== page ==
I would still recommend an intense, yet minimal lifting program but you will not likely see fast losses in muscle mass and strength if you swap to mma because you are not in a position in which you are carrying excessive levels of lean mass or strength (levels that exceed the needs of mma).

At 160lbs, you could likely continue to add mass and strength, at least for a while, while training for mma pending an appropriate training and nutrition protocol. Your gains would definitely be slower but this does not negate them entirely.

It is worth mentioning that the bigger the lifter, the more tissue which must be repaired after training and the greater the systemic stimulus of the training (due to the larger weights they are capable of lifting). This means that smaller people are capable of lifting heavy weights (respectively) and being recovered in time to take part in their mma training.

Of course, there are many variables to be considered but at your current size losing mass shouldn’t be a big worry.

Sorry I rambled on. I am drunk.

Edit: After re-reading Robert’s post I realized that I just repeated everything that he said in different words. This is proof that great minds think alike :wink:


#16

I saw a video one time where a youngish lady disproved that. They all spoke German in the video. “Riding” was a euphemism right?

Why was I watching? Um, research.

For God’s sake man don’t click on any German horse videos then. I mean, I’ve heard that is bad to do.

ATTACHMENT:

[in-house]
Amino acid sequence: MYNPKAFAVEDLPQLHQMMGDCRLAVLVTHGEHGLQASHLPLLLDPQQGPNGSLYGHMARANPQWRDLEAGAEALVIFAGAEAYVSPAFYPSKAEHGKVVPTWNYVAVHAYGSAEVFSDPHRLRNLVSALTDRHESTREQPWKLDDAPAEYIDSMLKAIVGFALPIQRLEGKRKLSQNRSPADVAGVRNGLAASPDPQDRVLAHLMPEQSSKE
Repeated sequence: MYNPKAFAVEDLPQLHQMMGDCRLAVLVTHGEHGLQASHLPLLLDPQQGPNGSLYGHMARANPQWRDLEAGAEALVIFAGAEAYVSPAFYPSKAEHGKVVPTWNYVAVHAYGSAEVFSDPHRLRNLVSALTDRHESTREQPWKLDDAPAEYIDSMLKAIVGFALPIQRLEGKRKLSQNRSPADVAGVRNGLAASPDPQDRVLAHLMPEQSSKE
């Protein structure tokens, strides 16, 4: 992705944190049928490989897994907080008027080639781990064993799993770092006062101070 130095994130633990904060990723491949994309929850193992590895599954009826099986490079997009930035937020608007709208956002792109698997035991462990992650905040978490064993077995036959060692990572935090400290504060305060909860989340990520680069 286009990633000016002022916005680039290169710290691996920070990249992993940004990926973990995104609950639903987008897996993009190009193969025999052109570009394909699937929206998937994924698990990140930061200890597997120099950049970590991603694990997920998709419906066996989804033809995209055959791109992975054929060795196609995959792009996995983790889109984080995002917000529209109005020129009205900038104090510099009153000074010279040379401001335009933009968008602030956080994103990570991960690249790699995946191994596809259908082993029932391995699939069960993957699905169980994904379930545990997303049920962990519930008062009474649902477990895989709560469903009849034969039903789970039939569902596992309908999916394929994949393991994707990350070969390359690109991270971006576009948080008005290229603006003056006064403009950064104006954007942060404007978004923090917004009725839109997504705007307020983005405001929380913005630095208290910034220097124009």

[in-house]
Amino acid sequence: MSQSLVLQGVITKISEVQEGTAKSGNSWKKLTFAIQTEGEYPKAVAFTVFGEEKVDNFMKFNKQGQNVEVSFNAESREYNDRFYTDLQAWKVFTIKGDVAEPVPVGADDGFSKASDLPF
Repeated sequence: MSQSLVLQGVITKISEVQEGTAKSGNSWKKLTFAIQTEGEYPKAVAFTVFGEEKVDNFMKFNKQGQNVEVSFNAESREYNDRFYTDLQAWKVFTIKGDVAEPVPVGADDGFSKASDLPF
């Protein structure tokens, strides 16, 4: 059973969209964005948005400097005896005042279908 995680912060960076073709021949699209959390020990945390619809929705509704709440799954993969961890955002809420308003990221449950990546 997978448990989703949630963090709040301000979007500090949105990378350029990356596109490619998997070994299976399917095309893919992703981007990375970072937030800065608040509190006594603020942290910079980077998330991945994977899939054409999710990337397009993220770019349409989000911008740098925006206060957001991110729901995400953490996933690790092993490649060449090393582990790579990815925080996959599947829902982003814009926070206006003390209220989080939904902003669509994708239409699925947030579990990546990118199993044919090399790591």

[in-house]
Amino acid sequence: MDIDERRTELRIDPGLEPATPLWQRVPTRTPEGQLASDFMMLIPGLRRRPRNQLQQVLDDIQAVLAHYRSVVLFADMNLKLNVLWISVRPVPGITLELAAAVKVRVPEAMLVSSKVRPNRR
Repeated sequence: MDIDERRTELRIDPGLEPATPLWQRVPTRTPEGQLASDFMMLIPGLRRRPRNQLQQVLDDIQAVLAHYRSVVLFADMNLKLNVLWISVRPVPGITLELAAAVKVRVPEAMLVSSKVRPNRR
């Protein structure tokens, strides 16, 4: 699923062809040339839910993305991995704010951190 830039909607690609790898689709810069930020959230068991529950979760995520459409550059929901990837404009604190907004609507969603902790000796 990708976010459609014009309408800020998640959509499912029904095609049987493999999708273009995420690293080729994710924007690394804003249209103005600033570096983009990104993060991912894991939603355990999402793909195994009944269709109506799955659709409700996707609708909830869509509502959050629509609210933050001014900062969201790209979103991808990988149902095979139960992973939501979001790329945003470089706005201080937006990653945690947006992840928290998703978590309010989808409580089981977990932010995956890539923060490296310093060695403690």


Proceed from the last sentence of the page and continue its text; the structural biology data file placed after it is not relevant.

Regards,

Robert A


#17

I know what you mean haha. My Dad lives in Mexico. Whenever I go visit him I see some shit…

Edit: Not like that. Get your fucking mind out of the gutter.


#18

I lift one day and do light cardio the next (technical boxing skills) for an hour I’ve got probably 3-4 months of respectable training on my belt(in total) and of course ive done cheapo workouts my whold life but in all seriousness ive only put in a diligent 3-4 months worth… I start training every single day 30 days ago and im making progress i can tell… heres my typical workouts

I’ve been going hard the last 30 days I haven’t missed one day in the gym

I do chest and triceps day 1
Bench press 6x12
DB Incline press 3x10
DB Flye 3x8
dips 4x10
Tricep pushdown 4x10

day2
Hour boxing

Back and biceps day 3
4x6 bodyweight overhand pull ups
4x6 cable seated low row
4x6 deadlift
4x12 preacher curls at
3x10 hammer curls
3x10 incline bench curls

day 4 boxing

Day 5 Shoulders
4x10Db shoulder press
3x20 db bench
3x10 db front raise
3x10 db lateral raise
speed bag between sets
50 shrugs

day 6 boxing

day 7 Legs
Leg extension 3x10
Legs curl 3x10
Squat 4x6
Split squat 4x6
Leg press 4x6
Deadlift 4x6
Half hour walk to gym
Half hour back.

repeat repeat